Walk into Sandpiper Gallery off busy North 30th Street, in Tacoma’s Old Town, and you’re struck by the serenity. Up right now is a show by three local sumi-e artists – Selinda Sheridan, Lois Yoshida and Fumiko Kimura – that takes sumi-e out of the brush and into the world of three dimensional texture and shape, but retaining its essential tranquility.
“Metamorphosis” is like sumi-plus. Traditionally, sumi-e consists of black charcoal ink sweeps over paper, occasionally with watercolors added. For the last few decades, though, American sumi artists have been pushing the genre, taking it into the abstract, the expressionist, the lush. With Yoshida, Sheridan and Kimura, though, it’s soaring into sculpture and collage.
Sheridan is the sculptor. Her series of six delicately thin bowls are made of paper-mache and recycled sumi paintings, either creamy pale or swirling with abstract black ink into a dove or flower painted deep inside. They’re as shapely as seed pods, and as fragile. Behind are the “assemblages” – hangings made of strung-together sumi paintings glued to teabag labels, coating cylinders or simply crushed into balls, like black-and-white meteors. It’s a delicacy of structure that perfectly echoes the minimalist delicacy of the original brushstrokes.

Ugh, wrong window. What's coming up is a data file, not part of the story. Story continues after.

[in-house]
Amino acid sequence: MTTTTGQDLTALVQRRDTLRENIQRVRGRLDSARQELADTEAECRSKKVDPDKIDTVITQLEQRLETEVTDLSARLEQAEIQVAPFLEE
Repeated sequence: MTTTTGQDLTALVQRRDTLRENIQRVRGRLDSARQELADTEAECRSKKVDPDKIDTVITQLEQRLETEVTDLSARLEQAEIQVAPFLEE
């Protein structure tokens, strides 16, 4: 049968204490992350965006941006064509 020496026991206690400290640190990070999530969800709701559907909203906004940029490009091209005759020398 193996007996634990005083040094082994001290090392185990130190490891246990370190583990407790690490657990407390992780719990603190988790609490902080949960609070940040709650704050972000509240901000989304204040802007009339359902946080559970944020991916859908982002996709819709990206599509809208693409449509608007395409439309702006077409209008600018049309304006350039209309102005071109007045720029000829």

Lois Yoshida’s collages combine sumi strokes with washi and found paper with a subtle, balanced composition. “Bamboo Summer” peers close into turquoise and lime stripes of bamboo, the paper giving a plant-like texture. “Red Balls” floats circular red washi etched with curves over a landscape of sage-green and black paper strokes, laid over a smooth curve of white paint.
Fumiko Kimura, meanwhile, goes the furthest in combining sumi with unusual, organic materials. Using teabag paper, dried bamboo, washi shells and other materials she creates intriguing, poignant collages. “Heavenly Play” somehow conveys a sparkling idea of diving music through a delicate trail of tiny seashells and a sculpted paper lute. “Transformation” uses Mt. St. Helens ash as an ethereal shading, dusted onto a fragile leaf and thick white sausage casing paper. “Trapped in Tea Bag” hides a butterfly behind creamy-beige teabag paper, twisted and roughened into a transparent cage.
“Metamorphosis” seems the ideal marriage between the elegance of sumi paint and the unique roughness of handmade paper or plants, a very Japanese blend between the natural and the refined.
“Metamorphosis” is open noon-5 p.m. Monday-Saturday through May 14 at Sandpiper Gallery, 2221 N. 30th St., Tacoma. 253-627-6667